This year, enough PERC solar modules will be sold to generate 60-70 gigawatts of power. According to projections, PERC will reach three quarters of annual solar module sales in the mid-2020s, enough to match the generation capacity additions from all other technologies combined.

About A$50 billion worth of PERC modules have been sold to date. This is expected to reach several hundred billion Australian dollars later this decade.

Just imagine

Australian emissions (excluding those from bushfires) are falling because we are installing solar and wind four times faster per capita than the EU, US, Japan and China.

Our position as a global leader in renewables installation is uncertain because the Renewable Energy Target, which was achieved in 2019, has not been extended.




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With supportive policy, such as facilitating more transmission to bring solar and wind power to the cities, Australia could greatly increase the speed at which wind and solar are deployed, yielding rapid and deep cuts at about zero-net cost.

Such policy would entail stronger and sustained government support for renewables deployment, and research and development of new technologies.

Renewables must replace polluting coal-fired power if the world is to tackle climate change.
SASCHA STEINBACH/EPA

Looking ahead

Solar energy is vast, ubiquitous and indefinitely sustainable. Simple calculations show that less than 1% of the world’s land area would be required to provide all of the world’s energy from solar power – much of it on building roofs, in deserts and floating on water bodies.

Solar systems use only very common materials (we could never run out), have minimal need for mining (about 1% of that needed for equivalent fossil or nuclear fuels), have minimal security and military risks (we will never go to war over solar access), cannot have significant accidents (unlike nuclear), and have minimal environmental impact over unlimited time scales.

Australia is making major contributions to mitigating climate change both through rapid deployment of wind and solar and technology development such as our PERC cells. But with better government support, much more can be done – quickly and at low cost.The Conversation

Andrew Blakers, Professor of Engineering, Australian National University

This article is republished from The Conversation under a Creative Commons license. Read the original article.

Curious Kids: how do solar panels work?



Installing solar panels on a roof.
Shutterstock/lalanta71

Andrew Blakers, Australian National University


How do solar panels work? – Nathan, age 5, Melbourne, Australia.



The Sun produces a lot of energy called solar energy. Australia gets 20,000 times more energy from the Sun each day than we do from oil, gas and coal. This solar energy will continue for as long as the Sun lives, which is another 5 billion years.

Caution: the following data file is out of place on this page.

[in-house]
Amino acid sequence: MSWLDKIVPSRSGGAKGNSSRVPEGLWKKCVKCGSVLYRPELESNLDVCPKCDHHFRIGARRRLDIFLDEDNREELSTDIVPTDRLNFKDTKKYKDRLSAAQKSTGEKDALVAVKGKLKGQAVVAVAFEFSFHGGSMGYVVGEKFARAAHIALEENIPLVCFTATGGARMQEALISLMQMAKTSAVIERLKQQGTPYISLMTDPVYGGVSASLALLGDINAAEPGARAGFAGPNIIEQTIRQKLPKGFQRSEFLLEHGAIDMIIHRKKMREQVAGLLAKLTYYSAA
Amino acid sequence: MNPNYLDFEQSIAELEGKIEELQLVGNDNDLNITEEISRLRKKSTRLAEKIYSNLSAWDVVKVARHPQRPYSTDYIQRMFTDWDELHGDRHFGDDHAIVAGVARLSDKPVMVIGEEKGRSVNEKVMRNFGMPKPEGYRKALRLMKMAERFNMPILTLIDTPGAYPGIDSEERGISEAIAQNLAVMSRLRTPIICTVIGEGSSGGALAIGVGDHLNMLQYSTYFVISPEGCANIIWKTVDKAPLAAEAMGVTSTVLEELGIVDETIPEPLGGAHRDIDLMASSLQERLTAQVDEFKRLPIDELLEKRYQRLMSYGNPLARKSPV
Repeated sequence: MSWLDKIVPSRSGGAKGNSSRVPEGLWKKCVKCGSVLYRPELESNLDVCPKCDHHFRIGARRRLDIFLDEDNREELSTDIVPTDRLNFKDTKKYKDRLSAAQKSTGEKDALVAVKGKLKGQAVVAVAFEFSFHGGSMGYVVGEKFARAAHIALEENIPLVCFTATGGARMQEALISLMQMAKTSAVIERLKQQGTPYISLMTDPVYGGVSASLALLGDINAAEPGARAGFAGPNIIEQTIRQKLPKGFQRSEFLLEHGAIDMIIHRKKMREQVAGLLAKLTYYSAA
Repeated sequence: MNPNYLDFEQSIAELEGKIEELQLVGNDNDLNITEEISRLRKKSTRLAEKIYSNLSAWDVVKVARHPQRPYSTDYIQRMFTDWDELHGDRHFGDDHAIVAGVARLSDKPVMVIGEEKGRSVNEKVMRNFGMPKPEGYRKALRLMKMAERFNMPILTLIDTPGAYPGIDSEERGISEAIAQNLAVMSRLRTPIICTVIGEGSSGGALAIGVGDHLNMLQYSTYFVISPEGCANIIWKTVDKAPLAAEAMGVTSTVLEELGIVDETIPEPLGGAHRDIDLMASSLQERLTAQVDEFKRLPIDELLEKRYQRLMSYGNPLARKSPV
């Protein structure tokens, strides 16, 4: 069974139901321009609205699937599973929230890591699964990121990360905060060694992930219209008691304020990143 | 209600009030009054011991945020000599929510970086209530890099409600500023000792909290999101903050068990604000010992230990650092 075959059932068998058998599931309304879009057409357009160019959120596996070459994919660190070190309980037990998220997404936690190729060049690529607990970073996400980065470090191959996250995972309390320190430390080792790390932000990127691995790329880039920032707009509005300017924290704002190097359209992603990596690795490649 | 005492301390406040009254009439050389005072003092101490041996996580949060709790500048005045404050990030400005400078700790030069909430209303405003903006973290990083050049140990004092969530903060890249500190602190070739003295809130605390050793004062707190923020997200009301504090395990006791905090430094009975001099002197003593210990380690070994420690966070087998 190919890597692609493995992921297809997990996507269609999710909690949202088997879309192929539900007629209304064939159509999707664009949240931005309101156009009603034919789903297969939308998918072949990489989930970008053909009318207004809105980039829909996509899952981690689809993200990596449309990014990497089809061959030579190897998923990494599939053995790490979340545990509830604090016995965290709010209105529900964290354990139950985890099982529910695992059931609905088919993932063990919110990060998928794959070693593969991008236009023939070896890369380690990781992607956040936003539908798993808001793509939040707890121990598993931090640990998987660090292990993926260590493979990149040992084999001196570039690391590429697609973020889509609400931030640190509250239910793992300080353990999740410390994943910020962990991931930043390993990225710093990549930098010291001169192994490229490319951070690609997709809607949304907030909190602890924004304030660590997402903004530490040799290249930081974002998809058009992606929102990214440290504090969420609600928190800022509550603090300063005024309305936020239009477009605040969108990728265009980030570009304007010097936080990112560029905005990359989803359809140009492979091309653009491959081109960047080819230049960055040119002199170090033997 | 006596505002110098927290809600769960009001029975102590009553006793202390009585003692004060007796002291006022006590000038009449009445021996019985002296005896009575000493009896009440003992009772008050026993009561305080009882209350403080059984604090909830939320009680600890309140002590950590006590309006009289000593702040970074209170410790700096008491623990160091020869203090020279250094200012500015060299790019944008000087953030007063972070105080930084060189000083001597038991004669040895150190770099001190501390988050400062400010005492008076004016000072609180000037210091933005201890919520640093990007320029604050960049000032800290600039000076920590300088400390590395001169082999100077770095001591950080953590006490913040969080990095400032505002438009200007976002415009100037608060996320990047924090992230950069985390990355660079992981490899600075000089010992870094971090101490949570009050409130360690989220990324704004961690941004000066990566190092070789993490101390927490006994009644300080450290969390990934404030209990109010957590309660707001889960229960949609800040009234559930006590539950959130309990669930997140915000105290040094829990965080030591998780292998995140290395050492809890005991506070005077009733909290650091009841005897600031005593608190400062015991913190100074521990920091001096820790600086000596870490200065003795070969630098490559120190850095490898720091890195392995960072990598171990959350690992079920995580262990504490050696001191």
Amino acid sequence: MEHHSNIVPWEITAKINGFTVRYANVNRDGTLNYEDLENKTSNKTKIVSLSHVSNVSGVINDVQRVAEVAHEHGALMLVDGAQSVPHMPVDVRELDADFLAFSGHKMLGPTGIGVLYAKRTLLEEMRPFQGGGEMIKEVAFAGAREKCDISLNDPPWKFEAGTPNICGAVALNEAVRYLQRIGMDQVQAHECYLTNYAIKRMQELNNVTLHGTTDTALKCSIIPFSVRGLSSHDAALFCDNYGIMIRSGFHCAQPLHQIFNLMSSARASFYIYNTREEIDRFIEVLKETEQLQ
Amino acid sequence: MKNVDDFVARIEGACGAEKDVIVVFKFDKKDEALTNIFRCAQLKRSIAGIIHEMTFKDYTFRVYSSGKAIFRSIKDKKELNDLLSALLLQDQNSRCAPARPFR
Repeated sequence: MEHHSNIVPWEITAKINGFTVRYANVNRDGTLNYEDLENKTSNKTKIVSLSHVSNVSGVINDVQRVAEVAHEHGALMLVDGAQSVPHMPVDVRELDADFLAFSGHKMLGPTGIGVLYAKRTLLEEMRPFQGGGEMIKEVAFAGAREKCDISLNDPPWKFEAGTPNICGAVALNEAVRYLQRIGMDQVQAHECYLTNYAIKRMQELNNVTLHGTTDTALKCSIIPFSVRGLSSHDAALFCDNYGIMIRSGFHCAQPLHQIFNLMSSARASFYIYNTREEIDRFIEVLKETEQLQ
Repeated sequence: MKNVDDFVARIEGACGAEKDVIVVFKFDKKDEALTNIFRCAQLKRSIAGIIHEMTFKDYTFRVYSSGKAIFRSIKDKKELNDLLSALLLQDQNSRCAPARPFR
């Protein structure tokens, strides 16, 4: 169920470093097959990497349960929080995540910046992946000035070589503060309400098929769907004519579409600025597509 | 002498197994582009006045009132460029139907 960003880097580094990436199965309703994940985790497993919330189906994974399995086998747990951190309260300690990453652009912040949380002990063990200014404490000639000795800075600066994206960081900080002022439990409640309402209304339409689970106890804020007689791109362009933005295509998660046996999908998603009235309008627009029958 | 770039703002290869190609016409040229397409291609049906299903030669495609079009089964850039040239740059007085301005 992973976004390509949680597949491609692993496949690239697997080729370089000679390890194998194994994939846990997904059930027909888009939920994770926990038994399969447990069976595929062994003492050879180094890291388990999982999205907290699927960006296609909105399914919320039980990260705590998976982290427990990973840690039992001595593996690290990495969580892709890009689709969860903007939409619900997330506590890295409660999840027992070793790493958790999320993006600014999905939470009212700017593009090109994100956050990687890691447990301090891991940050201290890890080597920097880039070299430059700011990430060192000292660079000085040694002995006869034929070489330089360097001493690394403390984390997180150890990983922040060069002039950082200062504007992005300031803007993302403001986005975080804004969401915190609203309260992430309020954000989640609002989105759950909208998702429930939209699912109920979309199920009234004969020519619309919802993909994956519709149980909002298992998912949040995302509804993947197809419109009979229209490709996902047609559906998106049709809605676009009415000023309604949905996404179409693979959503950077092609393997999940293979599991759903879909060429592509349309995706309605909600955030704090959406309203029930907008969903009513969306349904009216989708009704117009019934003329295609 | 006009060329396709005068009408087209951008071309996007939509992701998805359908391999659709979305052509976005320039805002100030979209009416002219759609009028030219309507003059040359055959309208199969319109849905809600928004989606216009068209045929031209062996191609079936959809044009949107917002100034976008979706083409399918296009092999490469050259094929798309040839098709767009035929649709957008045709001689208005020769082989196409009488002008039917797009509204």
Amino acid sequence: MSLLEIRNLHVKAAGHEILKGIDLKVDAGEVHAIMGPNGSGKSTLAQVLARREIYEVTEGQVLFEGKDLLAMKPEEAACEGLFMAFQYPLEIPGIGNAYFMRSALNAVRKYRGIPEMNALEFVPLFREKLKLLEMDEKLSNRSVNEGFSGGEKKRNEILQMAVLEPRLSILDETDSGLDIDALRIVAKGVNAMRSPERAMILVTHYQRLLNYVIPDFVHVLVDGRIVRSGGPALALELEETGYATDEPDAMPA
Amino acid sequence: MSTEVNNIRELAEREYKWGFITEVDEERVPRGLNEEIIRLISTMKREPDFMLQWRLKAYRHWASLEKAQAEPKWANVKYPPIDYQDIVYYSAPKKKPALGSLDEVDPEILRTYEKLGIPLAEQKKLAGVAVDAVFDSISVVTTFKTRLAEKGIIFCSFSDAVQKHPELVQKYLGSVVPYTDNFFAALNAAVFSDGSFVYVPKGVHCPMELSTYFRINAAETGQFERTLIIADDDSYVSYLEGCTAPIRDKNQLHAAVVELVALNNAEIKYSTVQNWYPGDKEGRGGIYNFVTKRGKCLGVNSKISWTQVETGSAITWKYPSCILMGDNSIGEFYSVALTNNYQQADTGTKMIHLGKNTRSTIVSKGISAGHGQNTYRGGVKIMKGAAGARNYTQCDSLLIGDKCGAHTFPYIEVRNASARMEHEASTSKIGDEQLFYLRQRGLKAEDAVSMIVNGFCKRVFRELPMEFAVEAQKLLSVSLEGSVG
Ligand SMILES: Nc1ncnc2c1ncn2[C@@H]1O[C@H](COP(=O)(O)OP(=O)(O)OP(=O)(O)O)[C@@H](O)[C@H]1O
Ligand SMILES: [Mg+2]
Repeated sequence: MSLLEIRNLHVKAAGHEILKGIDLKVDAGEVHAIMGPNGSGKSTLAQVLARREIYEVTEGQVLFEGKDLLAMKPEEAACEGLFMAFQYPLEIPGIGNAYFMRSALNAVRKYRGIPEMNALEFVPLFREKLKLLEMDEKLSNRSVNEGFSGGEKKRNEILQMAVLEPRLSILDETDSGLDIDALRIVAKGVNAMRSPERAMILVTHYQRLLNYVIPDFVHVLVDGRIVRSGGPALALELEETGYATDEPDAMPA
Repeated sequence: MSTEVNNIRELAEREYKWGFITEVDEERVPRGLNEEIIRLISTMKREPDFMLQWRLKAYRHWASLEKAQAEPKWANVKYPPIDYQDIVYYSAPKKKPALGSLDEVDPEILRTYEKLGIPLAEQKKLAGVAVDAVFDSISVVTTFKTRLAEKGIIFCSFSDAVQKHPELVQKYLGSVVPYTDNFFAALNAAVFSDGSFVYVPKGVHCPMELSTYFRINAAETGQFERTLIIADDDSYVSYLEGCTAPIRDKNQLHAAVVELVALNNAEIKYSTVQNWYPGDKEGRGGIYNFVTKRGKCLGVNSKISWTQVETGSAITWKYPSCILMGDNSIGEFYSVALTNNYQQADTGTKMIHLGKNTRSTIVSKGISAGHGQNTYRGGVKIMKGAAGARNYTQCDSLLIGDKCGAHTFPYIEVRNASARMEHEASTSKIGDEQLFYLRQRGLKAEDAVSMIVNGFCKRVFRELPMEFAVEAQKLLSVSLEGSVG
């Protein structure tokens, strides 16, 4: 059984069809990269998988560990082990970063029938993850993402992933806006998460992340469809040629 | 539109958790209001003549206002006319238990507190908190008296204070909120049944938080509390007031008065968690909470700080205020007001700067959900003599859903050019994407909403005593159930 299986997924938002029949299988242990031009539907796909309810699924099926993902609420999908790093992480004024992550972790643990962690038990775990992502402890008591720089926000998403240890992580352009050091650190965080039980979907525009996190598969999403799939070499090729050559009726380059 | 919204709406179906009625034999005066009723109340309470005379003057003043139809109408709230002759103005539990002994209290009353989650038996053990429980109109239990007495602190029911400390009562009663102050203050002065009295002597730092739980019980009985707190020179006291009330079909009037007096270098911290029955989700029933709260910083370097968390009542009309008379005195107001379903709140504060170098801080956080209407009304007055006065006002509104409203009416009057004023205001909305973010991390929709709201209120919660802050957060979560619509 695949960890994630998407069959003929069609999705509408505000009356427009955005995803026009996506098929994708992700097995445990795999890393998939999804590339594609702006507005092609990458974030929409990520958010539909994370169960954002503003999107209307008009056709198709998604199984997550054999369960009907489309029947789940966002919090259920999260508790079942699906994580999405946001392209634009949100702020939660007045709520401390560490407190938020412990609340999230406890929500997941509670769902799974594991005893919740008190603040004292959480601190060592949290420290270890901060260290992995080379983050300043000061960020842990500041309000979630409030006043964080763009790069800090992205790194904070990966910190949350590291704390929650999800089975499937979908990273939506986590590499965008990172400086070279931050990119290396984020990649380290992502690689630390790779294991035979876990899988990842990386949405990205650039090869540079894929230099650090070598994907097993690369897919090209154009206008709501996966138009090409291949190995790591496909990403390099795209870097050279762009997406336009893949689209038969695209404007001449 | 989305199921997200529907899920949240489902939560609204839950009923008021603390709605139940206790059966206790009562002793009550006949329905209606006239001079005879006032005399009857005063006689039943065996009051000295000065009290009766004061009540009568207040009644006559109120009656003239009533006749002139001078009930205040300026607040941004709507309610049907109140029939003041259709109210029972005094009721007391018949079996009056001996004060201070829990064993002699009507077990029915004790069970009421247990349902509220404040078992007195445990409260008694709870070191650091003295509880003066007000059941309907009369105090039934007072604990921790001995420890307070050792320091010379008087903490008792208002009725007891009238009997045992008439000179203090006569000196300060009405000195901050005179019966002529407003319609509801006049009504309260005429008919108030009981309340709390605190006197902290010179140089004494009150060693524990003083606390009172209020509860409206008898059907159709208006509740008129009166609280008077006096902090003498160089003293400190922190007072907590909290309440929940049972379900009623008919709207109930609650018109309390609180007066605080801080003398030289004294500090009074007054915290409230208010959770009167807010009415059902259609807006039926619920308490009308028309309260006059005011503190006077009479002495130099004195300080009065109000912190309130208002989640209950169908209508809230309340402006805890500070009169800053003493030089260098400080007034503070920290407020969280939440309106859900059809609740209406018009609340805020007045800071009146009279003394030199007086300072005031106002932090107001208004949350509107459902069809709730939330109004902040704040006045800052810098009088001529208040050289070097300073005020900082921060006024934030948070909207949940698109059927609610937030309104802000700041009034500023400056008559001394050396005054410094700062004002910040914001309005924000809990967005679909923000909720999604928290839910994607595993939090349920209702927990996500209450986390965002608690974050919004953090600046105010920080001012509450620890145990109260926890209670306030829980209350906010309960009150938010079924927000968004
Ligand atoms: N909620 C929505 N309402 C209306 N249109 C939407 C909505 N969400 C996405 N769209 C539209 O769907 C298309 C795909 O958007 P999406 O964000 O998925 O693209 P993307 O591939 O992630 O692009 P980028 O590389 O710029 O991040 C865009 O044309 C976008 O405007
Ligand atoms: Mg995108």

Solar panels are made of solar cells, which is the part that turns the solar energy in sunlight into electricity.

Solar cells make electricity directly from sunlight. It is the most trusted energy technology ever made, which is why it is used on satellites in space and in remote places on Earth where it is hard to fix problems.




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How do solar cells work?

Solar cells are made using silicon atoms. An atom is basically a building block – just like a Lego brick but so tiny you’d need a special machine to see them.

Because the silicon atoms are so small you need trillions and trillions of them for a solar cell.

To make the solar cell you need a wafer layer of silicon, about the same size as a dinner plate but much much thinner – only about three times the thickness of a strand of your hair.

This silicon layer is changed in a special way using hot temperatures of up to 1,000℃. Then, a sheet of metal is put onto the back of the layer and a metal mesh with holes in it, like a net, is put on the front. It is this mesh side of the layer that will face the Sun.

When 60 solar cells are made they are fixed together behind a layer of glass to make a solar panel.

On this roof you can see one solar hot water collector (top left) and 42 solar electricity panels, each of which is made of 60 solar cells combined behind a protective glass.
Shutterstock

If your house has a solar power system, it will probably have 10 to 50 solar panels attached to your roof. Millions of solar panels are used to make a large solar farm out in the countryside.

Each silicon atom contains extremely tiny and lightweight things called electrons. These electrons each carry a small electric charge.

Each tiny silicon atom has a nucleus at the centre made up of 14 teeny-tiny protons and 14 teeny-tiny neutrons. And 14 teeny-tiny electrons go around the nucleus. It doesn’t really look exactly like this diagram but you get the idea.
Shutterstock

When sunlight falls on a solar panel it can hit one of the electrons in a silicon atom and knock it free.

These electrons can move around but because of the special way the cell is made they can only go one way, up towards the side that faces the Sun. They can’t go the other way.

So whenever the Sun is shining on the solar cell it causes many electrons to flow upwards but not downwards, and this creates the electric current needed to power things in our homes such as lights, the television and other electrical items.

If the sunlight is bright, then lots of electrons get hit and so lots of electric current can flow. If it is cloudy, then fewer electrons get hit and the current will be cut by three quarters or more.